Samsung is one of the biggest phone manufacturers in the world, and with good reason — it makes some pretty incredible phones, combining outstanding hardware design with long lists of handy features that differentiate its phones from the competition. The Galaxy S10+ is the company’s top phone, but there’s also a range of other devices that hit different sizes, price points and value propositions.
Best Overall: Samsung Galaxy S10+
The Galaxy S10+ is the culmination of years of iteration and improvement. Samsung has been sticking with this general design language since the Galaxy S6, but it feels like it might have finally perfected it; the S10+ is sleek and thin, yet manages to squeeze in top-of-the-line specs and a massive 4100mAh battery.
It has the best display we’ve ever seen on a phone. Of course, it has plenty of other great hardware features, too, including microSD expansion, water resistance, and wireless charging. It runs Samsung’s most mature software yet, and it’s buttery smooth thanks to the Snapdragon 855 chipset.
And we can’t talk about a Samsung phone without mentioning the cameras. This is the first time Samsung has included three rear cameras in a flagship phone, fitting the S10+ with standard, ultra-wide, and telephoto lenses. This makes for an incredibly versatile shooting experience, and the combination of OIS and EIS produces incredibly smooth 4K video.
- Best-ever smartphone display
- Top-end specs
- Fun triple camera array
- Headphone jack
- Smaller, cheaper Galaxy S10 available
- In-display fingerprint sensor isn’t great
- Too large for some
Samsung Galaxy S10+
$800 at Amazon
This phone can do it all for just about anyone.
The GS10+ has an incredible display, great camera, beautiful design, and top-of-the-line specs. And it’s filled with useful hardware and software features.
Best Compact: Samsung Galaxy S10e
Samsung’s Galaxy S10 lineup starts with the high-end S10+, but scales down in size and price for the S10e as well. You get a full core Galaxy S10 experience, but one that fits in just about anyone’s hands (and pockets).
The screen is smaller, but still wonderful. Battery life takes a hit, but it’s likely worth it if you are drawn to the compact size. You miss out on a secondary selfie camera and telephoto rear camera, but that doesn’t impact the overall photography experience. This really is a Galaxy S10 experience throughout, but you don’t have to pay much to get it.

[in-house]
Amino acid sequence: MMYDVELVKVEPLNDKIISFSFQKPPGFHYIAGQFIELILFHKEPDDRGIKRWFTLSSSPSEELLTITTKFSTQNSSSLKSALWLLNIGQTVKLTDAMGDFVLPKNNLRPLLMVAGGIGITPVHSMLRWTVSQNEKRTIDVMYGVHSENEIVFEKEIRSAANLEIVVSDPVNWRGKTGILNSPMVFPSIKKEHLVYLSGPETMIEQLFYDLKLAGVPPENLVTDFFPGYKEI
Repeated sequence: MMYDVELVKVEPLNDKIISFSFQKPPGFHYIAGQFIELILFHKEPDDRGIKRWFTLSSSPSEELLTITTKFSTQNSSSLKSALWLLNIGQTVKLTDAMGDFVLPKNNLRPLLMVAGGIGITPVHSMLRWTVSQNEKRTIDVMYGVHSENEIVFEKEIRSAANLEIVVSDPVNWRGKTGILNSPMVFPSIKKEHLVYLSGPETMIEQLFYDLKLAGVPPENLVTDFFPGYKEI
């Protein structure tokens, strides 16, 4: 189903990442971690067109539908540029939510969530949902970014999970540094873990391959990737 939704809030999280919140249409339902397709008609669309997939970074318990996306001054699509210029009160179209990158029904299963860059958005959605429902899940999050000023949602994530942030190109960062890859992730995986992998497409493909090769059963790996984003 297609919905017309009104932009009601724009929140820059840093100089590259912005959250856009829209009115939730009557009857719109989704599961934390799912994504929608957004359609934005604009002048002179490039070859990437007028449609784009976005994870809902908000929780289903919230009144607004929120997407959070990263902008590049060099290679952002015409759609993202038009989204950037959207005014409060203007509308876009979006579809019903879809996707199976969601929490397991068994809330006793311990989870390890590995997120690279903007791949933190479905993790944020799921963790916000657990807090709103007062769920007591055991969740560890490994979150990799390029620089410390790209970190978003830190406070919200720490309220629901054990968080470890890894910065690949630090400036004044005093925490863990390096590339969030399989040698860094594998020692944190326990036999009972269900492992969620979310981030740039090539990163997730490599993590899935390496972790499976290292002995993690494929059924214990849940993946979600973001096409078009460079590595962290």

- Core GS10 experience for less
- Compact size fits most hands
- Great price for all it offers
- Weaker battery life
- Missing secondary cameras
- Screen may actually be too small for some
Samsung Galaxy S10e
$600 at Amazon
The surprisingly great, pocketable addition to the S10 family.
The S10e doesn’t have the stellar endurance of the S10+, but this is essentially the same phone in a smaller size that’s much easier to use in one hand.
Best for Productivity: Samsung Galaxy Note 9
The Galaxy Note 9 is nearly a year old, but many of its specs and features are directly comparable to the Galaxy S10+. There are a few shortcomings here and there, but overall this is still a big, powerful and capable phone with the same software and core hardware features as the newer model. That makes it a relative bargain, even before you factor in its exclusive S Pen capabilities.
The Note 9 is going to be replaced by the Note 10 and Note 10+ in mid-August, and that’s reflected in its price: you can get a Note 9 for hundreds less than it launched for. You can either take advantage of that price drop and get this amazing phone for a solid discount, or use the knowledge to wait and see what its successor brings.
- Software and hardware nearly match GS10+
- Big, brilliant display
- Unique S Pen features
- Year old at this point
- About to be replaced by Note 10
- Shortened software update future
Best for Productivity
Samsung Galaxy Note 9
$700 at Amazon
There’s just no substitute for the S Pen.
It may be a year old, but is remarkably similar to the S10+. You still get an incredible display, a packed spec sheet and the unique S Pen.
Best for Less: Samsung Galaxy A50
The goal of the Galaxy A50 is to bring some of the great Galaxy S10 DNA down to a dramatically more affordable price point, shedding superfluous features but keeping some of the core of what makes Samsung flagships great.
The A50 has a solid build, a typically great Samsung AMOLED display, three cameras on the back, the latest One UI software, and a 4000mAh battery that’s robust even for heavy use. As a mid-range phone it of course has missing hardware features, but for this price you can’t have any complaints.